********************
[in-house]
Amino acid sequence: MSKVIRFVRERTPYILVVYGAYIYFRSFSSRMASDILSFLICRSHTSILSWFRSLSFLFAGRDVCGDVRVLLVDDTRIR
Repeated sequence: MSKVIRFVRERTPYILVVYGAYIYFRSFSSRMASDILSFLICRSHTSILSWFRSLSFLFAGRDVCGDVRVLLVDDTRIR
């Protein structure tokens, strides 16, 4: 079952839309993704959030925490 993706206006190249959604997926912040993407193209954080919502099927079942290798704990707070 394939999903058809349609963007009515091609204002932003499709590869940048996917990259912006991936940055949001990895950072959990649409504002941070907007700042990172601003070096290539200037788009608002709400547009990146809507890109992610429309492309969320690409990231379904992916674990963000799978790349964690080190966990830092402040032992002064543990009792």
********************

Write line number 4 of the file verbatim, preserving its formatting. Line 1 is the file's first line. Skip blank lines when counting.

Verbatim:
């Protein structure tokens, strides 16, 4: 079952839309993704959030925490 993706206006190249959604997926912040993407193209954080919502099927079942290798704990707070 394939999903058809349609963007009515091609204002932003499709590869940048996917990259912006991936940055949001990895950072959990649409504002941070907007700042990172601003070096290539200037788009608002709400547009990146809507890109992610429309492309969320690409990231379904992916674990963000799978790349964690080190966990830092402040032992002064543990009792």